Once a year, my family and I retreat to the summit of Haleakala and it’s still a new experience on each trip. Haleakala translates to “House of the Sun.” Without it, all the beaches, the mountains, and the magnificent views on Maui would have no meaning. With it, Maui remains as hopeful, promising, and wondrous as it had always been. It sounds like a silly thing to do, gathering in a place to watch the sun rise. But believe me, when you’re standing high above the clouds and even further into the free air, there’s really no better place to be.
At first, there’s an orange glow sitting on the edge of the horizon. Nothing happens, yet. The night is still surrounding, still vanishing. All you can feel is the cold gnawing at your fingers. Even then, you wait. Crowds have gathered, holding their cameras and their breaths in anticipation. You move in closer, eager to see, desperate to feel. You worry that years from now you’re gonna forget all this, so you savor every moment. The rocky terrain. The thin, chilly air. The long, windy road you took to get here. And somehow, you already know the trip was worth it.
What begins with a faint glow has turned into a shine, piercing through what’s left of the darkened sky. Now, you’ve always heard people say never to look at the sun directly. And yet here you are, mouth open and eyes wide, and the thought of turning away is far from you. You can’t. You’re much too fixated on the sheer beauty and wonder. Of course, you’ve seen this before. Matter of fact, you see it every day. You know how it moves and where it sets. But as you stand at the top of the crater overlooking the entire island, the experience itself feels new. You look all around and see hills rising and falling, ending and beginning again. Down below you see the world, peaceful in its slumber. Up above you see the sun, bright and everlasting. You get it now. It’s this place. This is where the sun resides. This is where it truly belongs.
Legend has it that the demigod Maui ascended Haleakala volcano for the sake of his mother, Hina. Every day Hina made kapa from the bark of wauke and mamaki trees. Afterwards, she dyed the strips with the colors of the islands and then laid them out under the sun. Only problem was the short days and long nights, which made it impossible for the kapa to dry. So, she turned to the only man strong enough to face the sun: her own son Maui. Determined, Maui climbed the perilous mountain and hid underneath its looming shadow, waiting until morning. Then, just as a small ray of sunshine peeked over the horizon, he quickly lassoed the sun and brought it to a halt using a wiwili tree as an anchor. Alone and helpless, the sun begged to be free. Maui promised he would let go only if the sun promised in return to slow its descent during the day. And so a deal was made; the sun would travel slower for six months out of the year, thus making the days longer in the summer, then resume its usual path in the winter. Maui fulfilled his end and released the rope, but kept the anchor tied on so the sun would always remember their arrangement. Victorious, Maui rushed home to bring his mother the good news. As a gift for his heroic feat, she made him a beautiful red cape and sure enough, it dried that very day. I, for one, am forever grateful for Maui’s sacrifice. Because of him, I get to stay at the beach that much longer and I can leave my clothes out to dry with some peace of mind. Oh the joys of living on Maui.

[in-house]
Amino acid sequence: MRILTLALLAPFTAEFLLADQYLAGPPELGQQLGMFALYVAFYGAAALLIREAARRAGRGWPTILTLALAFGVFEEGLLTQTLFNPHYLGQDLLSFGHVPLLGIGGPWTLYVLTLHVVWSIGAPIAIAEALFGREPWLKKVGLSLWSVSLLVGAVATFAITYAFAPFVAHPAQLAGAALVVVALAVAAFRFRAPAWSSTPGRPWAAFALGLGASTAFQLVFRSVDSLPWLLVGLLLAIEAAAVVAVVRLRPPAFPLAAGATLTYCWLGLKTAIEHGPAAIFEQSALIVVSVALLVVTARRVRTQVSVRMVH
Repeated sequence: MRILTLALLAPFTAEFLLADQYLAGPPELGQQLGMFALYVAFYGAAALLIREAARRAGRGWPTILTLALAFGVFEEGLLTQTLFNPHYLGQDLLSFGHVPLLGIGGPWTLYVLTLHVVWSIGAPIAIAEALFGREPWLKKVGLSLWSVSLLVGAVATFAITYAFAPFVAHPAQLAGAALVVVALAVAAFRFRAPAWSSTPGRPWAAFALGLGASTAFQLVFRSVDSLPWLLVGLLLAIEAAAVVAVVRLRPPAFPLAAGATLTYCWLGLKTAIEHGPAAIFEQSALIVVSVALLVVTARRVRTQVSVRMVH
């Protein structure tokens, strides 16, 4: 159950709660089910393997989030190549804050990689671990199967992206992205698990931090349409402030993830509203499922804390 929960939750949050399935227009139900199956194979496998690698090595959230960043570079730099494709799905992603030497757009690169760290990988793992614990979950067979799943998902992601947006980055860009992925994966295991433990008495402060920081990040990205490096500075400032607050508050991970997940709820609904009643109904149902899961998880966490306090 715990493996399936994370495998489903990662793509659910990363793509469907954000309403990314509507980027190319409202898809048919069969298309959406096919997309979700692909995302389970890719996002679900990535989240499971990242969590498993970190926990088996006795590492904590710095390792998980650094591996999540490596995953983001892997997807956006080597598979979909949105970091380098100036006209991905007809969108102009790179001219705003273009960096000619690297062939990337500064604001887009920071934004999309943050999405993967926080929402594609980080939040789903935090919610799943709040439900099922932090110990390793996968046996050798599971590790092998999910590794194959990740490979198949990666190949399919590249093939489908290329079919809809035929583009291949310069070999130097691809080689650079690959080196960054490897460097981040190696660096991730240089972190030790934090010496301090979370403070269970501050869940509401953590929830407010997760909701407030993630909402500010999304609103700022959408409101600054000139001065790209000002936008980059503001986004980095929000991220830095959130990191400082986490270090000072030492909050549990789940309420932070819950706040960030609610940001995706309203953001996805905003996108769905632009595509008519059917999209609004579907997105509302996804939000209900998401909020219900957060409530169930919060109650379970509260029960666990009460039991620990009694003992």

The sun has come to mean a lot more to me than a pretty sight. It’s a reminder that this island is my home, my escape, and my solace. If you ever get the chance to visit Maui, I’d highly recommend a trip to Haleakala. Every day, hundreds of people go to see the sunrise or the sunset. Some go to hike through the crater while others seek the exhilarating ride down the mountain. Whatever the reason, I urge you to go up there to be born again. All you have to do is take the journey upward and the sun will take care of the rest, I guarantee it. Soon, you’ll find yourself coming back to re-live the experience.